The Omen, from 1976, features a child who, Lord have mercy, actually turns out to be the Antichrist. Harvey Stephens, as Damien the child (thereby assuring that the name "Damien" would forever be associated with Beelzebub), is an unsmiling, preternaturally calm little sociopath, and his parents try to love him, although Damien is not lovable. His nannies dangle from their necks out of windows, after all. But he doesn't seem to need love. Love is an irritation to him. His parents wonder if something is wrong with them. His fate was certainly sealed at his birth (and so, too, is Rosemary's poor "baby" in Polanski's classic film), and Damien views everyone who gets in his way (even his parents) as obstacles to be destroyed. Damien is a small, fragile boy, and we naturally feel protective of small creatures. It is part of our genetic makeup to protect those who are weak. Damien destabilizes the universe because by the end of the film we want him destroyed within an inch of his life.
Jacob Kogan plays "Joshua" in 2007's Joshua, the story of the prodigy child of two upper-middle-class Upper West Side parents (Sam Rockwell and Vera Farmiga). He, too, is an unsmiling robot of a boy who is unable to feel love. He cannot receive it, and cannot give it. His parents are proud of his prowess at the piano, but they wonder if something might be a little too, well, serious, about their son. When they have a second child, Joshua begins to wreak his silent revenge.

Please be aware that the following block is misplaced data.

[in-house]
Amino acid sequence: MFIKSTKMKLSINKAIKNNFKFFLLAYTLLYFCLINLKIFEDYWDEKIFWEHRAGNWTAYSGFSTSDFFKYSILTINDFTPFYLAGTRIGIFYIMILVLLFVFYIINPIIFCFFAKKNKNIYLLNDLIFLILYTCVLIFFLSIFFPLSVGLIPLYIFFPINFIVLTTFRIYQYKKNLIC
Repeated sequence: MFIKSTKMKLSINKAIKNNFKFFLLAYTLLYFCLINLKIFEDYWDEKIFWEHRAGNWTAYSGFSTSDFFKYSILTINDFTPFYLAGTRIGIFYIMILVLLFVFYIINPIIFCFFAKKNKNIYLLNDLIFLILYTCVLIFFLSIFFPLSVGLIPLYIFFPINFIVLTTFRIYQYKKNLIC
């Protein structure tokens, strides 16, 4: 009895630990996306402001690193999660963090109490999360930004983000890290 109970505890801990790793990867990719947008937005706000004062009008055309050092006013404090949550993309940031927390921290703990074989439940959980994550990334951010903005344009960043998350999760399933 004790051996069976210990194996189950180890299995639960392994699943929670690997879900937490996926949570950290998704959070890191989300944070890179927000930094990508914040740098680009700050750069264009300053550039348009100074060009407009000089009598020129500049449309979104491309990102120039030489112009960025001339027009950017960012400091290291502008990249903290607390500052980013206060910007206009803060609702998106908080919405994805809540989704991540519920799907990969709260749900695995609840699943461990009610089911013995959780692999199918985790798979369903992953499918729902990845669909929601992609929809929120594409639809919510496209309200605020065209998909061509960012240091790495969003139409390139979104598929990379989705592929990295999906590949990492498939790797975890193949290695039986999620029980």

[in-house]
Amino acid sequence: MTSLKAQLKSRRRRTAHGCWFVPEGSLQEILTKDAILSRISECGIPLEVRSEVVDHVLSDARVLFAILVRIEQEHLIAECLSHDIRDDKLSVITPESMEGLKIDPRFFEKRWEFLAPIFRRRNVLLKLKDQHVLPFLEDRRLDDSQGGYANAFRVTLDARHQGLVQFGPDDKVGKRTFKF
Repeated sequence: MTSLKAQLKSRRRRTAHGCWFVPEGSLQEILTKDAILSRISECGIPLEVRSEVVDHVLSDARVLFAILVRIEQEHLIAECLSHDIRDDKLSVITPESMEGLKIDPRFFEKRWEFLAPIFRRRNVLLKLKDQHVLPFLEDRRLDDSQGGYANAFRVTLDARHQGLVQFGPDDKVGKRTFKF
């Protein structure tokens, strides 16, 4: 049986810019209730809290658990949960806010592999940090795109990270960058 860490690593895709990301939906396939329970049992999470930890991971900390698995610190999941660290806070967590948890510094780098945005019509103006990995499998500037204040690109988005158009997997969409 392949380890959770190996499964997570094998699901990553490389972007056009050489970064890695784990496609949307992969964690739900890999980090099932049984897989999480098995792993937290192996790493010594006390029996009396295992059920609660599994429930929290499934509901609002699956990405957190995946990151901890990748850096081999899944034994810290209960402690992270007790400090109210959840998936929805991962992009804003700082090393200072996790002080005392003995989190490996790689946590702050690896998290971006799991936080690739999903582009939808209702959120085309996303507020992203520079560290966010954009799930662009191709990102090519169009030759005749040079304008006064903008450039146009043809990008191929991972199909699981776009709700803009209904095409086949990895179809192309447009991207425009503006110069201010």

Joshua is terrifying but not just because there is a creepy kid in it. It is terrifying because it is a blazingly accurate indictment of the kind of well-heeled, status-conscious (but also self-conscious) urban parents portrayed by Rockwell and Farmiga. They make fun of their neighbors to each other, trying to reassure themselves that they aren't like "those people." They still have their souls. But it's a soulless world portrayed in Joshua, and throughout the film, even with all of his horrible actions, you can't help but think that Joshua may have a point.